GAPS IN INFORMED CONSENT PROCESS AMONG WOMEN WHO HAVE UNDERGONE ELECTIVE CAESAREAN SECTION AT AIC KIJABE HOSPITAL, KIAMBU COUNTY KENYA
SIMIYU, BRAMWEL WEKESA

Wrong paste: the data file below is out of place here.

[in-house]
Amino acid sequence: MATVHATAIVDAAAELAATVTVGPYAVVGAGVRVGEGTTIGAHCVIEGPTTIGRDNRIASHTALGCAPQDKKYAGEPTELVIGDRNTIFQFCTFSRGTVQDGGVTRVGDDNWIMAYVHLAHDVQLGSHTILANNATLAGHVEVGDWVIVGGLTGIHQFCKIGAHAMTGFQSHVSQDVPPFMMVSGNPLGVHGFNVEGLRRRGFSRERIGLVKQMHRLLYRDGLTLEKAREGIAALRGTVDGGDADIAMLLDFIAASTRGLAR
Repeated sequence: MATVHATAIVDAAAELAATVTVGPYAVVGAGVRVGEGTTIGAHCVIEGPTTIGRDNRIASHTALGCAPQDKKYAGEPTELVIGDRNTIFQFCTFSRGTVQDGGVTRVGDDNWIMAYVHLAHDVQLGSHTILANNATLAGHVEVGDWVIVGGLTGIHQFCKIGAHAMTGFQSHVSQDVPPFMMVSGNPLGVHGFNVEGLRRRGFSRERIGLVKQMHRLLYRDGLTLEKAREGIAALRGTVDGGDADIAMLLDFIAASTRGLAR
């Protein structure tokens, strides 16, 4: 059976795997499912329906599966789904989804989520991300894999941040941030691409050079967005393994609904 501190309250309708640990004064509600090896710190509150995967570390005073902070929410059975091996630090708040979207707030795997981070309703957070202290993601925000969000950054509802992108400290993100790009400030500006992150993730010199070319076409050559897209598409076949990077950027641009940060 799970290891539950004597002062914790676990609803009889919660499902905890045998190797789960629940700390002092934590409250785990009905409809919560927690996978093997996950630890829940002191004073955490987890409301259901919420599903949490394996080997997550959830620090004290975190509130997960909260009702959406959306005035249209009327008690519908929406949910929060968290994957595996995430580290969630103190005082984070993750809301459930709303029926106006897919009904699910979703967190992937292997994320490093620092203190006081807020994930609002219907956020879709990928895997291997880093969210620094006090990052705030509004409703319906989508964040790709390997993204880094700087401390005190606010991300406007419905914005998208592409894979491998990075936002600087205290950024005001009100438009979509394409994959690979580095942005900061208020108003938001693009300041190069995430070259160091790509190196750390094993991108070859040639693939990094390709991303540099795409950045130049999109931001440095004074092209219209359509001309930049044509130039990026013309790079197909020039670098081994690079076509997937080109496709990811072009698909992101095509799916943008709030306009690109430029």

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Informed consent is a legal and ethical requirement that allows respectful and dignified care. Informed consent process includes decision-making capacity, provision of adequate information, and voluntary consenting without coercion. The aim of this study was to examine the informed consent process for elective C sections at Kijabe Hospital with a focus on identifying gaps. This was a cross sectional study. A structured questionnaire assessing 15 elements of informed consent process was administered to 137 women who were consecutively sampled. Descriptive statistics were used for socio-demographic data. The 15 elements were aggregated. T-tests were used to evaluate the associations between aggregate score and chance to address patients‘ questions and concerns and time taken to obtain consent. P-value of less than 0.05 was considered statistically significant. Data were analyzed using STATA. Most participants (70.8%) were between 26-35 years of age, 75% had tertiary education, 94.7% were married, and 89.1% had more than two previous deliveries. There was no statistically significant association between each socio-demographic characteristic and the aggregate score on informed consent process. Of the 15 elements of informed consent, only benefits, implications on future pregnancy and postoperative briefing were infrequently addressed at 59.1%, 57.7% and 67.9% respectively. Documentation of informed consent process was not done at all, although consent forms were signed invariably. 97.1% of the participants had a chance to ask questions and have their concerns addressed. Averagely 10 minutes were spent on obtaining consent. Allowing a chance to address patients‘ questions and concerns and taking more time to obtain consent was associated with a higher aggregate score, a p-value of 0.01. Overall, the consenting process was working well. Allowing chance to address patients‘ questions and concerns and spending more time to obtain consent were associated with an in-depth informed consent process.